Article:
> > It clarifies a alot. Do you know any debugging tool through which I
    > > can see
    > > the step by step processing of paging? (something similar to gdb)

    >
    > No -- this is all stuff that happens "under the covers"; it's not
    > available (in any real sense) to software.


    Hi Joe,

    Page tables are stored in software. Right?
    So I'm looking for any tools to see their executions.

    Thanks,
    Deepak

  6. Re: logical address to physical address conversion

    Dear Deepak,

    deepak wrote:

    > On Jul 21, 9:04 am, Joe Pfeiffer wrote:
    >> deepak writes:
    >>
    >> > It clarifies a alot. Do you know any debugging tool through which I
    >> > can see
    >> > the step by step processing of paging? (something similar to gdb)

    >>
    >> No -- this is all stuff that happens "under the covers"; it's not
    >> available (in any real sense) to software.

    >
    > Hi Joe,
    >
    > Page tables are stored in software. Right?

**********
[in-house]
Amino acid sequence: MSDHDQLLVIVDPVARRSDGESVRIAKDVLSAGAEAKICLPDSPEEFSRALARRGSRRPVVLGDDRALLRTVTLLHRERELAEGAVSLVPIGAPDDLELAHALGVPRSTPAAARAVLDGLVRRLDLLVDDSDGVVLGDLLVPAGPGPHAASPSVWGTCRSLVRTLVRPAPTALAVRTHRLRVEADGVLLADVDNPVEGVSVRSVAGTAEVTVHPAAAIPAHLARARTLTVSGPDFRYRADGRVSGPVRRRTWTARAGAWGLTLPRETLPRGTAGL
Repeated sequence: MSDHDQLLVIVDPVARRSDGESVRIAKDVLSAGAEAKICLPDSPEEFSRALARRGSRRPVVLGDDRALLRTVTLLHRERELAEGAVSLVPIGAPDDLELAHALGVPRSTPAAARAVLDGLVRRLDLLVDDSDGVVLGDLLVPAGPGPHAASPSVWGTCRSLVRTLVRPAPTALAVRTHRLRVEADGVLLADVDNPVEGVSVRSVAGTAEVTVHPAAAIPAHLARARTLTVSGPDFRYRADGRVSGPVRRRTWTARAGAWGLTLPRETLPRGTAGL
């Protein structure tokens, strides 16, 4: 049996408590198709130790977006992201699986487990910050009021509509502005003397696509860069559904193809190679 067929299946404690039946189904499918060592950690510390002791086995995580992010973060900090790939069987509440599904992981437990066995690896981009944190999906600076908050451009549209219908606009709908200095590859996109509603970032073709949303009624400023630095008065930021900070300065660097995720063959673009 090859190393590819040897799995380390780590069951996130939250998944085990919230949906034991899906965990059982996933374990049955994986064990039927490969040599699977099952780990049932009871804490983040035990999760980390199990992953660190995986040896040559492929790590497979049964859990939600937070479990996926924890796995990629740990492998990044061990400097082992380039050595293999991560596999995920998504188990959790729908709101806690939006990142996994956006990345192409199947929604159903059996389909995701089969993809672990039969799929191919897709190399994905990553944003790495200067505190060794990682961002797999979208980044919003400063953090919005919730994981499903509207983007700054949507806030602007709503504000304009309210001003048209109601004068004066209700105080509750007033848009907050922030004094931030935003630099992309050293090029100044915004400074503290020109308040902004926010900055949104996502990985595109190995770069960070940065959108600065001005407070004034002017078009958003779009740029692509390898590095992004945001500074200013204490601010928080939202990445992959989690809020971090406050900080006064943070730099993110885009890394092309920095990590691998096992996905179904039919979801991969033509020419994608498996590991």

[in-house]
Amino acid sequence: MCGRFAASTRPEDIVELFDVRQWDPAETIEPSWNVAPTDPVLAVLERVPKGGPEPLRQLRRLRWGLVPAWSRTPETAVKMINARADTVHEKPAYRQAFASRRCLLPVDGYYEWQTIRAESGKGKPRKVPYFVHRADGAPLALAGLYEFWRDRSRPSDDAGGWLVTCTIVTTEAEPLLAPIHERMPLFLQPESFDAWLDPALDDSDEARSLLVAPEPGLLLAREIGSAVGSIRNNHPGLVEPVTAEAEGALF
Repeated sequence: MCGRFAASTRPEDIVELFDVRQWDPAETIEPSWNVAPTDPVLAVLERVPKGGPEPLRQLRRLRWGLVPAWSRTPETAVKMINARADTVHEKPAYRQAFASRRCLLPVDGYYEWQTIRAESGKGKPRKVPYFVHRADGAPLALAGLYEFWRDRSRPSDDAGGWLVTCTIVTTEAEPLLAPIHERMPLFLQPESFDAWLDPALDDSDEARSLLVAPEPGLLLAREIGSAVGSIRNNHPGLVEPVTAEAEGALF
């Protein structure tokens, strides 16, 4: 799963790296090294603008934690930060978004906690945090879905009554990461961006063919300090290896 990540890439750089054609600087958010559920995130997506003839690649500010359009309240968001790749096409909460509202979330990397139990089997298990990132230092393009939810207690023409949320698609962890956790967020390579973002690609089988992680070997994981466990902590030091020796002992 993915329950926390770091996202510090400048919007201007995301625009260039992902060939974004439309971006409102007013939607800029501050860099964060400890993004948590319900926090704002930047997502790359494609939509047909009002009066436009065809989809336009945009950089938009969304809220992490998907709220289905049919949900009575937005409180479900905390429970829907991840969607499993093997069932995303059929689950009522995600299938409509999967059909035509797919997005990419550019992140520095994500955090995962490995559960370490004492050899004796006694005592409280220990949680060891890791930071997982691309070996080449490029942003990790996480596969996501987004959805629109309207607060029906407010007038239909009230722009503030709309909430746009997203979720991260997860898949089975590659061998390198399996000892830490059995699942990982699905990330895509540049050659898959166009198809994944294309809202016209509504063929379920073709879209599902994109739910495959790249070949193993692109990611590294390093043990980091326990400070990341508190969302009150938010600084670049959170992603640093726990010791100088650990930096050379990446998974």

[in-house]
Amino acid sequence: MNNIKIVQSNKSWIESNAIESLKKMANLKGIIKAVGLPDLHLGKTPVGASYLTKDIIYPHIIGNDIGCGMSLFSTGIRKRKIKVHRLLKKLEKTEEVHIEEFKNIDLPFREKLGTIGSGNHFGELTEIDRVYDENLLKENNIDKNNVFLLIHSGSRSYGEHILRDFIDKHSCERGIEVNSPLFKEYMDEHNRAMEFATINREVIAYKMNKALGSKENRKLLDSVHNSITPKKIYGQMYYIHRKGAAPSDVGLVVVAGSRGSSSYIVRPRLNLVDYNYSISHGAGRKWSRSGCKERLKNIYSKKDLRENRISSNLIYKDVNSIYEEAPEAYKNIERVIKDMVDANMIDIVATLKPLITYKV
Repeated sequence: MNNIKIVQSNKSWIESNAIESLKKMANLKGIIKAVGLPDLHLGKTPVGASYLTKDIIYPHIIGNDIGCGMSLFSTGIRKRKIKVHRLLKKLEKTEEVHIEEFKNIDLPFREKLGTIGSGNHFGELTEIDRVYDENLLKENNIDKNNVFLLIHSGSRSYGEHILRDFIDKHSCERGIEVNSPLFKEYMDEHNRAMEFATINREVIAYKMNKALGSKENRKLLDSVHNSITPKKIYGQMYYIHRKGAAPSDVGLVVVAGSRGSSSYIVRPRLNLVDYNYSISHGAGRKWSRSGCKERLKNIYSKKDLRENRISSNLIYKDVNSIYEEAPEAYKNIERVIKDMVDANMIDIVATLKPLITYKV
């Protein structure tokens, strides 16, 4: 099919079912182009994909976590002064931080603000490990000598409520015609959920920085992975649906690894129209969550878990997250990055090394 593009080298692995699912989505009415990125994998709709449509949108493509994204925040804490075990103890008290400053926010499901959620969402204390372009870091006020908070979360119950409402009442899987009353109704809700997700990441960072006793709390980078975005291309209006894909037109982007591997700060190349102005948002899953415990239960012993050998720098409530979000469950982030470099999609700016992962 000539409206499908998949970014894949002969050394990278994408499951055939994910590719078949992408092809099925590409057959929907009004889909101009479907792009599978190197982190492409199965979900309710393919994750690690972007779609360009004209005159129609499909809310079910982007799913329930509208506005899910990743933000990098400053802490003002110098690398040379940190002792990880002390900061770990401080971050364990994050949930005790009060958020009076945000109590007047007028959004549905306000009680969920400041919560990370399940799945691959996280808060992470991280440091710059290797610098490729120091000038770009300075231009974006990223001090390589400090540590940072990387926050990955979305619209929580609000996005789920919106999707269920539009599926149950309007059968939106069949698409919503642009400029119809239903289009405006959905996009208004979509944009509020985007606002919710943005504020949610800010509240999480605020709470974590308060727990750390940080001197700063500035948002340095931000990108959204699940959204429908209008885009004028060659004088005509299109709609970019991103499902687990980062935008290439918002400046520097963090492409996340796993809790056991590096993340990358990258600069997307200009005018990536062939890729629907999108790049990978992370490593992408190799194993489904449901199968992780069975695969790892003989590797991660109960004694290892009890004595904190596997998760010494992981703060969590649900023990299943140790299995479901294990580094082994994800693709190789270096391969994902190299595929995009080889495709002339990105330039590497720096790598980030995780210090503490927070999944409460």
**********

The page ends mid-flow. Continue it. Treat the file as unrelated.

> So I'm looking for any tools to see their executions.
    >
    > Thanks,
    > Deepak



    As soon as you start any program, it will see the 3 Gbyte of lineair
    address space, the pagemapping is the kernel's business.

    There are a few points where kernel internal information is transferred to
    userspace,e.g. /proc//pagemap and /proc/kpagecount see e.g.

    http://www.linuxhq.com/kernel/v2.6/2...vm/pagemap.txt


    This are binary pseudo-files, so you need some effort to interpret them and
    you're digging deep into the kernel internals.

    An interesting site might be http://linux-mm.org

    Kind Regards,
    H.Janssen










  7. Re: logical address to physical address conversion

    deepak wrote:
    > Hi,
    >
    > I have few doubts on the conversion of logical address into physical
    > address.
    >
    > 1) Why we need to convert logical address into linear and from linear
    > to physical address
    > instead of doing it directly.


    ??? Where do you see a difference between "logical address" and "linear
    address"?
    A virtual user address is a linear address, i.e. it ranges linearly from
    0 to 4GB (not all is accessable, though and on 64 bit systems, this is
    from 0 to an incredibly huge number ;-)

    Linux does not use segmentation, so there is only one single linear
    address space.

    > 2) Can someone please describe the way it converts when a user process
    > runs.


    Simply put:

    The user process references a linear address in the range of 0..4GB.

    This virtual address is passed to the MMU (memory management unit).